In other words, go light on lunch.

                              Also, I think that unless the family is fanatically religious, anything you bring that attempts to recognize their traditions will be appreciated. After all, they're welcoming you into your family, and a wedding is cause for celebration whether or not the bride knows all "the rules."

                              1. Take a look at this website for all things Jewish. I dated a Jewish person and studied this site to understand the culture and religion. This site can help understanding of the 'laws', history, food, gift protocol, etc.

                                As far as the food goes, I personally find it boring, the flavours lacking and textures unappealing. My friends always warn me about the food when I have to attend a naming ceremony or a bar/baht mitzvah. They haven't been wrong yet, even when the events were quite high end.

                                If you know they drink wine, check the Napa wineries. There are a lot of Jewish-owned wineries, some producing kosher wines. I don't find the kosher wines that remarkable, but they are a step above the stuff normally found in the grocery store.

                                1 Reply
                                1. re: SanseiDesigns

                                  Actually, there is ONE winery in the Napa Valley producing kosher wines, Hagafen.
                                  You should also understand that there are different "levels" of kosher, even where wine is concerned. Strictly orthodox practitioners may require that wine be mevushal, or "boiled" during the process of winemaking.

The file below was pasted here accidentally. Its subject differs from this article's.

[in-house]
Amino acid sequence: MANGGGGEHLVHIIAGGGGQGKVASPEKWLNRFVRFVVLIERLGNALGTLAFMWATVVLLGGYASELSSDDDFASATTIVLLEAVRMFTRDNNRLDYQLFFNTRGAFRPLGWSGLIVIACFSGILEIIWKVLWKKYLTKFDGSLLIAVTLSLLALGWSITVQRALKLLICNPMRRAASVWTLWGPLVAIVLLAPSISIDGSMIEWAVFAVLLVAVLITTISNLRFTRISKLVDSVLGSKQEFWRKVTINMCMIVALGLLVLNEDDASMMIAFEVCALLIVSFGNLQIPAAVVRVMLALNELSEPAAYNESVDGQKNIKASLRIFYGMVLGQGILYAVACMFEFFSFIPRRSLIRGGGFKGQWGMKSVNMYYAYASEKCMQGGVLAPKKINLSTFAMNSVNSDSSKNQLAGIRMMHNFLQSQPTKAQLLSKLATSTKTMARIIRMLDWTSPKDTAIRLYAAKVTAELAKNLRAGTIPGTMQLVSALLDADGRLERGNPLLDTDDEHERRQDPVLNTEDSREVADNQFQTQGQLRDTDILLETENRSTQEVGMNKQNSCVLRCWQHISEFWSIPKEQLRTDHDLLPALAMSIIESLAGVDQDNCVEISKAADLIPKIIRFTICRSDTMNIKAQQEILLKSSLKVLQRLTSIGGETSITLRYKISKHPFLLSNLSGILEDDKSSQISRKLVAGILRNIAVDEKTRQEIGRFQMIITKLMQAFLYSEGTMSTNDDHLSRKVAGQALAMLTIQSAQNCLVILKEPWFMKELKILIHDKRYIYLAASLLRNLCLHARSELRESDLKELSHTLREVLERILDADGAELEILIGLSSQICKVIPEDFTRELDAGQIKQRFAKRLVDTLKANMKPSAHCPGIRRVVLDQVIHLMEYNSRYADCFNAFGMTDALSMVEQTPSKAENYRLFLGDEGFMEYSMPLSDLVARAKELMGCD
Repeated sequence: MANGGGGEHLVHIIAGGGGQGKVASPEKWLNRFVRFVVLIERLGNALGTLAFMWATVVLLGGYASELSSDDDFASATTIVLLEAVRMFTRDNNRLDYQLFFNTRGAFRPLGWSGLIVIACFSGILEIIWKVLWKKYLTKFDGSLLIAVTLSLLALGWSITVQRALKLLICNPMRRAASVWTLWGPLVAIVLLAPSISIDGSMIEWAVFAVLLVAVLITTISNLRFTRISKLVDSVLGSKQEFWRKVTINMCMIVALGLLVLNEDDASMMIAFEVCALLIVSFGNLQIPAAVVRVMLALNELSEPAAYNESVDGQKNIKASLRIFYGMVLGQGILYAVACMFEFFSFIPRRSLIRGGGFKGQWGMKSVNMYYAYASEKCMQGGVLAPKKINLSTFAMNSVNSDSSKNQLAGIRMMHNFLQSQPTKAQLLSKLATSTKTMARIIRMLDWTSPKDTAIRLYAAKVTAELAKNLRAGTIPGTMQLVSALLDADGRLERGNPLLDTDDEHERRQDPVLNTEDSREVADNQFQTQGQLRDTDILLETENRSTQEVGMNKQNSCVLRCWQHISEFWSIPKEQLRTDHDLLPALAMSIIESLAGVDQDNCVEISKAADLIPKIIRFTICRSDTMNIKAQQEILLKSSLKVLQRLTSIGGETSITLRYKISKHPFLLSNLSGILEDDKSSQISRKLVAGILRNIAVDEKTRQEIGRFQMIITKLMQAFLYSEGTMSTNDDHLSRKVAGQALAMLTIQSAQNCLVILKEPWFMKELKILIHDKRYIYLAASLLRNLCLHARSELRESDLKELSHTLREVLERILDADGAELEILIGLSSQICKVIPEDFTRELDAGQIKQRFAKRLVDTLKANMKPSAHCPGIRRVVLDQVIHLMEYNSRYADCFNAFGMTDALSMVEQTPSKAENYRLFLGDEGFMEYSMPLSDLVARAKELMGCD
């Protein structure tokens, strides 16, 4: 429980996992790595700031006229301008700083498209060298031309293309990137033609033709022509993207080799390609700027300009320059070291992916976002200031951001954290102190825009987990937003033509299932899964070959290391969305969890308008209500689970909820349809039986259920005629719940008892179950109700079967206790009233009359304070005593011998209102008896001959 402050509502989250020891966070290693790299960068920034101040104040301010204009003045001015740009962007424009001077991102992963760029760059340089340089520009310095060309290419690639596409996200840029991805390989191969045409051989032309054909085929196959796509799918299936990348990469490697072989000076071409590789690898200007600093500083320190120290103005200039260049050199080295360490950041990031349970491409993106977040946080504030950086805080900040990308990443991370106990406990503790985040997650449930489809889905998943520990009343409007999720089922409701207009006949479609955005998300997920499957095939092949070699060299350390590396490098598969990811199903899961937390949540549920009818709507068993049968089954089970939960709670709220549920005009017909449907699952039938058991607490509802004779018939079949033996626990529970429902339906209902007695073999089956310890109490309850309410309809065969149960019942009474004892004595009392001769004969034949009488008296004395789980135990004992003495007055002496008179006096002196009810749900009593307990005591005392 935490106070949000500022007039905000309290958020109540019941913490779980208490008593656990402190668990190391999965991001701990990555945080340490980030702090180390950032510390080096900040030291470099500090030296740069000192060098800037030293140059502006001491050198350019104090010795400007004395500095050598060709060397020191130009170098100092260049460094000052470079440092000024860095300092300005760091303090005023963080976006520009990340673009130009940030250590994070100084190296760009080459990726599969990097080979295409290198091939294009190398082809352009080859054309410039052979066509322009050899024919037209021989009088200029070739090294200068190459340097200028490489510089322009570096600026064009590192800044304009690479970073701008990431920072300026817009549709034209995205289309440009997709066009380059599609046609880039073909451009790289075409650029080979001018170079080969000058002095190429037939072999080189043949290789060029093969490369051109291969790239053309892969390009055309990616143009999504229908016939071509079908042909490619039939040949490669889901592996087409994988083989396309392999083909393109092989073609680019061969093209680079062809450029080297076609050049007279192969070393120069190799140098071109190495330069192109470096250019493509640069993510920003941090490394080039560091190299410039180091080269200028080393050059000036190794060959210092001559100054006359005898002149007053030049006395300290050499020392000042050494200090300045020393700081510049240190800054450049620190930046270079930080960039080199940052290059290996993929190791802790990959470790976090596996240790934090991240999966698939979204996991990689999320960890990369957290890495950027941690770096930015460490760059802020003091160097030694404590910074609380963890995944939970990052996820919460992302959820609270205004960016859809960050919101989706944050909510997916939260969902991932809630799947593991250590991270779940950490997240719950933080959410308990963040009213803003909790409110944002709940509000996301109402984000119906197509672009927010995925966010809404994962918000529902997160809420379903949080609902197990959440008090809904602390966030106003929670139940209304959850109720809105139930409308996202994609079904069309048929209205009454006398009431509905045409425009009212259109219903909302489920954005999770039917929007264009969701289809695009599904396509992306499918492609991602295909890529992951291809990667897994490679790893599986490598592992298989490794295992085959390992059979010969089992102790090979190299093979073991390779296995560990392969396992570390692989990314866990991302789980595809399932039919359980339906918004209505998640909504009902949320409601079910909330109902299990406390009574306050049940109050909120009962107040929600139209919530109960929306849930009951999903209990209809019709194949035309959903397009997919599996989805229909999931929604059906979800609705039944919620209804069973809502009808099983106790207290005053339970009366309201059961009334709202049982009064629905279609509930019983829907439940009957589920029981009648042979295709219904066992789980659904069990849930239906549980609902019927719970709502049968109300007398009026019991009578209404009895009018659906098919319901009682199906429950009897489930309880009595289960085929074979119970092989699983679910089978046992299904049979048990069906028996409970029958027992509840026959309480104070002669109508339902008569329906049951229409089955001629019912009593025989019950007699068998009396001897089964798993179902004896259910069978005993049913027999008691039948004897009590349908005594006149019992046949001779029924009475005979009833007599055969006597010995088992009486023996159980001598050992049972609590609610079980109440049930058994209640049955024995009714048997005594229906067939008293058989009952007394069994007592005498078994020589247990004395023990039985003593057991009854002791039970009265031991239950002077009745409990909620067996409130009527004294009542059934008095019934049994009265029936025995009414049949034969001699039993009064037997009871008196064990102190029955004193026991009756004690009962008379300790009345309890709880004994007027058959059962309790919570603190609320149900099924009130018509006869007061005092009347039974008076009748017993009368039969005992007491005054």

2. As far as flowers go, if they are quite observant, they might not feel comfortable putting the flowers in water or cutting them. That's considered "work" once Shabbat begins, but you could offer to do it because you are not Jewish.

                                  I personally like the flowers delivered ahead of time idea, or kosher wine. Honey sounds nice too!

                                  1. Well, Monica, I hope this has shown you a clear example of why it said of our people, 'Ask two Jews a question and get three answers". Have a wonderful time and enjoy your blended holiday.

                                    1 Reply
                                    1. re: lucyis

                                      lol, absolutely lucyis!

                                      "Why does a Jew answer a question with a question?"

                                      "Nu, so why shouldn't a Jew answer a question with a question?"

                                      I think it's inherent to our culture. Anyway, something packaged, like chocolate, with the kosher symbol, sounds wonderful. Same for kosher wine. And flowers sound lovely too. Whatever you get, it will show you care & are being a good guest. Go, have fun!

                                    2. Whatever gift you take, the elephant in the room is going to be religious difference if they are observant Jews and you are not and are either marrying or are already married to their child. Are you sure you want to start out by taking a gift that points up that difference? I am reminded of young friends many years ago, she being Polish Catholic and he being Jewish. On his first visit to her family's home, her brother asked the Jewish boyfriend to step into another room. This was done with some apprehension, but what was waiting was not a get-away-from-my-sister talk but a table spread with bagels and lox and a bottle of Manishevitz wine. "More subtle is the sovereignty of love...".